(Dear Donna Silva, nothing personal, but aren’t you tired of the Fire personnel sopping up all available money while your line staff suck air for funding??)

    Rich, agree with you. Let’t wait a bit.

    To Fire staff: this is not personal. You guys made out like bandits the past 5 years, but it cannot continue. Advice? Do a deal with your 3 CC members, reduce the packages to a sustaniable amount, and head off what is politically coming.

  10. Argggggghhhhhhhhhhhh!

    Rich, thanks for the explanation of how things work. Frankly, it doesn’t sound as if CALPERS “saves” for a rainy day. It lets the cities off the hook completely when the investment portfolio is doing well, and soaks the city when things aren’t going so well. Or to put it another way, the city is not “saving” for a rainy day. Instead of putting money aside when things are going well, the city spends to the hilt. Then when the hard times hit, the city is in real trouble, as it is today. It sounds like both cities and CALPERS need an overhaul in the way they do business. Judging from the way the economy is tanking (foreclosures are up bc of the increase in furlough time), things cannot ever go back to the way they were.

    I will be voting against the extension of the city’s sales tax and parcel taxes. I want a clear message sent to the CC majority (A.S.S.) it cannot be business as usual – the taxpayers’ collective pockets are tapped out. If it means city employees must be fired, so be it. How else do we friggin’ get control of the out-of-control spending? There doesn’t seem to be any willingness to collectively sacrifice on the part of police or fire or even the other city employees. If the state workers can take a hit, so can the city employees. Hello! Are you listening city employees, City Council majority?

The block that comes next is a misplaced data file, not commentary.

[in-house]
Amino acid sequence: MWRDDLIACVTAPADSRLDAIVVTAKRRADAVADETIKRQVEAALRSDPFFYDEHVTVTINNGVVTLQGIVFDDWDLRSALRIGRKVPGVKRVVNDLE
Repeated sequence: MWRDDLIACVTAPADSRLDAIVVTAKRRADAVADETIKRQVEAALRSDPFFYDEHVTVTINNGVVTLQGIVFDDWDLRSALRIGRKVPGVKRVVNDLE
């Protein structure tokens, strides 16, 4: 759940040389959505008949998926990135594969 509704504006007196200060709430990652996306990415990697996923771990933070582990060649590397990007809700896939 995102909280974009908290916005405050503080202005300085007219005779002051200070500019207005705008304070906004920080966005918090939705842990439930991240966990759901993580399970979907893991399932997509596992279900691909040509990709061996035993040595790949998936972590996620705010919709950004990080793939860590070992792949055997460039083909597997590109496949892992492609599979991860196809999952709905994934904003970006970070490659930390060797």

11. Crisis Managers

    Does anyone know what plain old payroll is for the City of Davis excluding benefits? If we are at 15% of total compensation for retirement and health benefits, it seems like we are not doing too bad compared to many other entities including private sector. I’m uneasy with the approach that policy has to quickly change during the worst economic downturn in 70 years. It’s akin to selling your house right now to raise cash to pay off your VISA bill. You’re selling a long term asset at the bottom of a price trough to cover debts that may be a short term problem with long term impacts.

  12. David M. Greenwald

    The best data I have is from 2007-08: $49 million total compensation, $15.9 million benefits, $5.8 million pensions, $27.4 million salary.